Now, I have to admit that I am overweight. And very much need to lose weight. I know it would help with a lot of health problems I’ve been experiencing, like chronic pain, asthma, and my energy levels. But due to my body type, I am never going to be thin. Never. The only way I can be thin is to be skeletal. I have wide hips and a barrel chest and short libs and a frame that doesn’t exactly lend itself well to being skinny. In short, I’m built much like a fantasy-novel dwarf, sans beard. (I blame being from an area known for its coal-mining history. :p) Even if I lost 120 and brought my weight down to a little over half of what it currently is, BMI is still going to tell me I’m on the high end of normal. If I just lost 100 pounds, I would look effing fantastic compared to what I do now, and improve my health and energy and flexibility and so very much about my life, BMI would still tell me I’m smack-dab in the middle of being overweight and I need to slim down even more.

    Never mind that I could be healthy and happy. I wouldn’t be “healthy” enough.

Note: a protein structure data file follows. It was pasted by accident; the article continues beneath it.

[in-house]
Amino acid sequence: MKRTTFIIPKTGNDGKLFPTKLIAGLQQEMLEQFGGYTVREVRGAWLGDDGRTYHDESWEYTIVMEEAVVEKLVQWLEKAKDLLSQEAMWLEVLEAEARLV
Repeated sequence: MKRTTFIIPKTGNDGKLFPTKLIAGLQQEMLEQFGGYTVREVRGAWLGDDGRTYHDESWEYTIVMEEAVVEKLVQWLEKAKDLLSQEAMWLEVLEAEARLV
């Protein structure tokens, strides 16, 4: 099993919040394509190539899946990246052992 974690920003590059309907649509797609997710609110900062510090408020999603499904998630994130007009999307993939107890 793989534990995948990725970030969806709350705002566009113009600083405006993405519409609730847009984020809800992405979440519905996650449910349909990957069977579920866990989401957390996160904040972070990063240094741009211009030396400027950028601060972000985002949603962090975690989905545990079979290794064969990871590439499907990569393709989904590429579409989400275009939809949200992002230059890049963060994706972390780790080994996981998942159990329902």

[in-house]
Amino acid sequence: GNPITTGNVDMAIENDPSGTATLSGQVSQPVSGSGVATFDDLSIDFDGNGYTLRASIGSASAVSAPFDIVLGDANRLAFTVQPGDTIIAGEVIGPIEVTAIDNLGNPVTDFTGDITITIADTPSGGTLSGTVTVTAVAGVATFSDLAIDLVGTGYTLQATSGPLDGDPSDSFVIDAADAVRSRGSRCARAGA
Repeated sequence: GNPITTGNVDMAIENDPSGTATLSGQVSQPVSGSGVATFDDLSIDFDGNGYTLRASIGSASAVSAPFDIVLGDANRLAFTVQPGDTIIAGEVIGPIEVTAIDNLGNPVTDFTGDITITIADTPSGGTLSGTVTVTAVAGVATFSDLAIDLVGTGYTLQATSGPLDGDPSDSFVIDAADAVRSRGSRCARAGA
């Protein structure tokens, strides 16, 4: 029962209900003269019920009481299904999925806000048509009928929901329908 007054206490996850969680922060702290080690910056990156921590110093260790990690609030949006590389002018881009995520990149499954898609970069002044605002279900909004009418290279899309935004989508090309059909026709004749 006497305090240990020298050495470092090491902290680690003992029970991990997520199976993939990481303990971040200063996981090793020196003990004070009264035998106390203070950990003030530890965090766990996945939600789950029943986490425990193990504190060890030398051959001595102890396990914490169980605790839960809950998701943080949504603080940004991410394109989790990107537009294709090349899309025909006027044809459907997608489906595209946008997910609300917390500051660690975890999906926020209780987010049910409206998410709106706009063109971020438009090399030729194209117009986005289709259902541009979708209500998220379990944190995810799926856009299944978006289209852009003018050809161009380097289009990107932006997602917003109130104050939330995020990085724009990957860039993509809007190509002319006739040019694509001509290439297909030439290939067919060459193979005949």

I’ve suffered through eating disorders. For a long time in my teens, I ate very little, trying to lose weight and be less ugly. I associated hunger pains with happiness, because if I was hungry, that meant I was doing something right and would lose weight and be a better person. I fit all the symptoms of anorexia… except for being underweight. So nobody paid attention to the problem. To this day I still have to fight against the urge to starve myself, to tell myself that being hungry ISN’T a good thing and that it shouldn’t be associated with happiness and the idea of self-improvement.

    I’ve been denied decent medical care by a doctor well-known for telling overweight people that their problem is their weight, no matter what problem they’re having at the time.

    I’ve been shamed into hiding my body because of public judgement and opinion. I dislike my body anyway, due to gender identity issues, but being overweight isn’t exactly helping that any.

    And as for big boobs… Yeah. I always want to smack people who say that bigger is always better when it comes to breasts. Seriously? ALWAYS? You try shopping for an H-cup bra only to find that maybe 1 store in the entire city carries that size, if you’re lucky. And they’re usually budget-breaking to buy. And they never help support the weight fully, because those damn things are so freaking heavy anyway that the strap is always, ALWAYS going to dig into your shoulders uncomfortably. Some women say they’d love bigger breasts. Me, even if I identified with being female, I’d kill for smaller ones.